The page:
Poverty up, experience down
The Star Tribune analysis found that the gap in the 2007-2008 school year between average teaching experience at the highest- and lowest-seniority schools analyzed was 14 years. That’s the last year before the hiring change. But that gap is now 15 years. That analysis also found that six schools with poverty levels well below the district average still average 20 or more years of faculty experience, the same as in 2007-2008.
The two schools with the least seniority back then averaged 11 years of experience; today there are four extreme-poverty schools with a faculty average of fewer than 10 years. The analysis covered 31 K-5 or K-8 schools, excluding those that had major program or grade-level changes during the period.
“I think you’ve hit on something that we’re really wrestling with,” said Maggie Sullivan, the district’s executive director of human capital. “We think having such an unequal distribution of new teachers is not an effective strategy for the district.”
The district pushed during just-concluded teacher contract negotiations for the right to use incentives to hire and retain teachers in the 16 district schools designated as high-priority schools, generally those with the highest number of students in poverty. The Star Tribune found that among the 11 schools where the poverty rate rose by five percentage points during the analysis period, faculty experience dropped at all but one. The drop at those 10 schools averaged four years, compared to an average drop across the district of only one year during that period.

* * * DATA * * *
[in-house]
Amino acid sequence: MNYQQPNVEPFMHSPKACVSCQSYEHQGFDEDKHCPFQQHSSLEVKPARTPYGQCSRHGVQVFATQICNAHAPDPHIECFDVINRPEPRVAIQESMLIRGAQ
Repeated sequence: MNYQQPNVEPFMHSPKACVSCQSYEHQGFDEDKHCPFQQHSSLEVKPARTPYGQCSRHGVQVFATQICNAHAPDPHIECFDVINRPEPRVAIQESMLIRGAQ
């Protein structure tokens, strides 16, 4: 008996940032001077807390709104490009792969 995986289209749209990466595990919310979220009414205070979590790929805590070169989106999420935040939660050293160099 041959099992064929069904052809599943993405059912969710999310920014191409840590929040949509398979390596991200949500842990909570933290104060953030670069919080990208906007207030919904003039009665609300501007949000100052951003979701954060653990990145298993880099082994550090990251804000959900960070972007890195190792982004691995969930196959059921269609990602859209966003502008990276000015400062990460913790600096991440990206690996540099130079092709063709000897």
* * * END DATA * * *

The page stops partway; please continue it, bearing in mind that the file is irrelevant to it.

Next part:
The district and union agreed in the proposed contract to collaborate on incentives to attract and keep teachers in struggling schools. The proposed contract also lowers the class-size targets for these schools. District leaders say they hope that will attract more-experienced teachers.
Principals face the same issue
The union has argued that one strategy for improving struggling schools is for the district to stop placing inexperienced principals there. It said that teachers avoid struggling schools for several reasons, including ineffective leadership, lack of help with troubled students, and high staff and student turnover.
Melander, in her second year as a principal, feels keenly the inexperience of both her staff and herself. Seventeen of this year’s Laney teachers are in their first year in the building, and 31 of her teachers are probationary and seeking tenure.
She said she takes seriously who she hires, but called it a “travesty” that such high-needs students are taught by teachers still trying to get their teaching legs. “It’s the last group that should be tried out on,” she said.
Melander hasn’t filled out the district questionnaire that asks principals whether they prefer to stay or move next year, and said she’s been praying over whether she can continue to handle the toll of what she calls an emotionally charged job.
Meanwhile at Bethune, fourth-year Principal Melissa Jackson said only five of her 22 classroom and specialist teachers are tenured.
Despite the challenges, Jackson is hopeful the school can raise its teacher experience level with the right incentives.
“It’s hard to go deeper in our work when we’re always starting ground-level,” she said of staff turnover.